Lunch was a great time to enjoy the excellent food, and share some thoughts with others on the events of the day so far. However, I’m sure I wasn’t the only person there who mostly felt eager to get back in the presentation room! The performance that followed lunch was one of my favorite parts of TEDx Piscataqua River. The performance was a collaboration between Neoteric Dance Collaborative and 7 Stages Shakespeare Company called Animating Shakespeare: Seven Ages. The performers onstage paired Shakespearean monologues with a variety of styles of movement, creating a theatrical experience infused with eerie elegance, and focused meaning.
Next, as the program said, TJ Evarts, the CEO of Inventioneers, Etc., LLC, took the stage. What I didn’t expect, though, was for him to be 19 years old! In his talk, The Kidpreneuers are coming, he told us about his experience with being homeschooled, and how that led him to starting his career as an inventor when he was only 11 years old! He is now working on bringing his invention, SMARTwheel, to the market, but what I found even more impressive was how passionate, driven, and well-spoken he was in front of a crowd of people. Following TJ was another video called Teach Teachers How to Create Magic, a recording of an inspiring TED talk by Christopher Emdin.
The next speaker of the day was another one of my favorites, Matthew Loper. He spoke, in Youth Harnessing Religion for Peace (and How They Helped Me Heal), about his experiences with Kids4Peace, a program that brings together kids from all different religious backgrounds to promote peace and understanding in the next generation. The stories that he told about young people learning to respect and love the differences in each other were truly inspiring. The last speaker of this block was Von Diaz, who spoke about how her Puerto Rican heritage and southern upbringing can both be detected in the food she loves to cook. Her talk, Every Dish Has a Story: Mapping My Food History, introduced the idea that our favorite foods are a part of our cultural identities. This led right into the next break, during which we got to try a few of the foods she talked about!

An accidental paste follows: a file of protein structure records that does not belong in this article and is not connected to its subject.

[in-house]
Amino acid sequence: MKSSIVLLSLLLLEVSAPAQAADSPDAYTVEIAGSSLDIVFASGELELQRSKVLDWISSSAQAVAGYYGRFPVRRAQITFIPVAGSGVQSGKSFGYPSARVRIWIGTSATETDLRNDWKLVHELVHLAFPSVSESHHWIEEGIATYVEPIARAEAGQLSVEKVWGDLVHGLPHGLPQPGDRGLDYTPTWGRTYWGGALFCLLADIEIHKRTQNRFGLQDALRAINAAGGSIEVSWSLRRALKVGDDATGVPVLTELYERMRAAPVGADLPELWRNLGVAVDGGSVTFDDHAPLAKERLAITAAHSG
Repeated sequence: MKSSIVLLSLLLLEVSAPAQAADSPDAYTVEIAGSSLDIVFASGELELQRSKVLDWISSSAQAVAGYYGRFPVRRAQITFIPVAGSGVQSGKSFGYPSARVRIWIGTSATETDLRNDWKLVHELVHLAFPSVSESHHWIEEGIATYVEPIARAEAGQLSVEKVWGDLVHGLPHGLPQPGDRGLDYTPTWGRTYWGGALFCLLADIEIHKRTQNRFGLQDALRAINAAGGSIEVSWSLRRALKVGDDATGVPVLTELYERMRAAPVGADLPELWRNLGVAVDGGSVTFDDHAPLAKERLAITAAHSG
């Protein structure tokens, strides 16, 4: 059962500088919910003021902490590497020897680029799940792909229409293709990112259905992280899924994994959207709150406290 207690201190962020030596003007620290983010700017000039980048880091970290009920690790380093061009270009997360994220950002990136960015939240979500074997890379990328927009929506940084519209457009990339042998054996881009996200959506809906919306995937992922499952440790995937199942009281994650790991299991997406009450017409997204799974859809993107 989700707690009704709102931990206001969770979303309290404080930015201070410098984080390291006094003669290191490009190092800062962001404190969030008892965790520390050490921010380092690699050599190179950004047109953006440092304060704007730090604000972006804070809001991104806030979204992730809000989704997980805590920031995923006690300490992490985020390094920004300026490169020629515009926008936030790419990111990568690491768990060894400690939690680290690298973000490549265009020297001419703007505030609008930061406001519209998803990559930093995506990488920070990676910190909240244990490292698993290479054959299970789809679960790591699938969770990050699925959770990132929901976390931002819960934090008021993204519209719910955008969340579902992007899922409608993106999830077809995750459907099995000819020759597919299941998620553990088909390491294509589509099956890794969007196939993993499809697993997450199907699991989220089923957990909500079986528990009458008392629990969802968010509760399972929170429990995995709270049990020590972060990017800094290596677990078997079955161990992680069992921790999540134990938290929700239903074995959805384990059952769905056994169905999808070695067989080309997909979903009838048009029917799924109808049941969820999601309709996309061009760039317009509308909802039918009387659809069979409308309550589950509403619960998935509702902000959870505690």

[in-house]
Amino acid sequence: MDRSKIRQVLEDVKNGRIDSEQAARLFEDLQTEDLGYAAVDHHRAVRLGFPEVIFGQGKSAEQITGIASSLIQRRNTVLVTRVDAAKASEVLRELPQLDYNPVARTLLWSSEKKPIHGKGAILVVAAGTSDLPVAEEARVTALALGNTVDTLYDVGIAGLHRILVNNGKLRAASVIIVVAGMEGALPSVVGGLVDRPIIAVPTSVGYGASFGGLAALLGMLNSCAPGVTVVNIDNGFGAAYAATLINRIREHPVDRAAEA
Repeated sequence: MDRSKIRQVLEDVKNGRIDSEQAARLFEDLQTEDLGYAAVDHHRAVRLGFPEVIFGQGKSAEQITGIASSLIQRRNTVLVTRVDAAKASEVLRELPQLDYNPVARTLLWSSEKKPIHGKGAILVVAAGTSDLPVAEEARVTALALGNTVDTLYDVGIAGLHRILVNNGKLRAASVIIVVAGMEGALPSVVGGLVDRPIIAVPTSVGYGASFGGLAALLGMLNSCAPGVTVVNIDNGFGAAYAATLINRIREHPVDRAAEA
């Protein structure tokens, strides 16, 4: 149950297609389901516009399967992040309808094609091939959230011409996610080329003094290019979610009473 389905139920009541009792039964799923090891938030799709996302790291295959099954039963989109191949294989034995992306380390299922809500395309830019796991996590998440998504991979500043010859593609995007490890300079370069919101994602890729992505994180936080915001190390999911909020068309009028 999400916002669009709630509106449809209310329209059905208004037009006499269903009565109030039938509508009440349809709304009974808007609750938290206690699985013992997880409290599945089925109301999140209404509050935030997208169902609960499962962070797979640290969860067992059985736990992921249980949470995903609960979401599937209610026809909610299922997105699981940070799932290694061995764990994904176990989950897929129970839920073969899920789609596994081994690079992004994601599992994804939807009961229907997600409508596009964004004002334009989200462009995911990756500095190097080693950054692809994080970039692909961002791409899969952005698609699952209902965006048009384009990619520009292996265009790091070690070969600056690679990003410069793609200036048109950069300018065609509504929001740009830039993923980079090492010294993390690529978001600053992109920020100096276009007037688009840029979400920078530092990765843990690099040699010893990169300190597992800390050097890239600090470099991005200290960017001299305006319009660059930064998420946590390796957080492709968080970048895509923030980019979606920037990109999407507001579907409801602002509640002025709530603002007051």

After this break, Ellyn Touchette was the next to take the stage. Ellyn is the winner of the 2015 USM student poetry contest, and she performed her thought-provoking poem Phenotypes of a Real Woman. Reagan Ruedig gave the next presentation, called Memory of Style: Falling In and Out of Love with Our Buildings, which I thought was one of the most informative of the day. She talked about historical buildings and homes, and what, of our present-day architecture, will be worth preserving. I had never thought before about how anything we build today will either be torn down or regarded as a historical site tomorrow, let alone what would make the difference. The last TEDx talk at Piscataqua River was How to Get a Book Deal, given by Aimee Molloy, author of However Long the Night. The audience got a taste of what it can take to become an author, and learned that opportunity can come knocking when you least expect it. It was a very motivating note to end the day on! After the last of all the presentations, our host led us through a brief reflection of all that we had learned about in just one day. We said our Thank You’s to those who made this event possible, and as we left, the energy of the crowd was still as tangible as it had been that morning. Walking out of 3S Artspace, I could be certain that we all felt equally grateful to have been a part of TEDx Piscataqua River.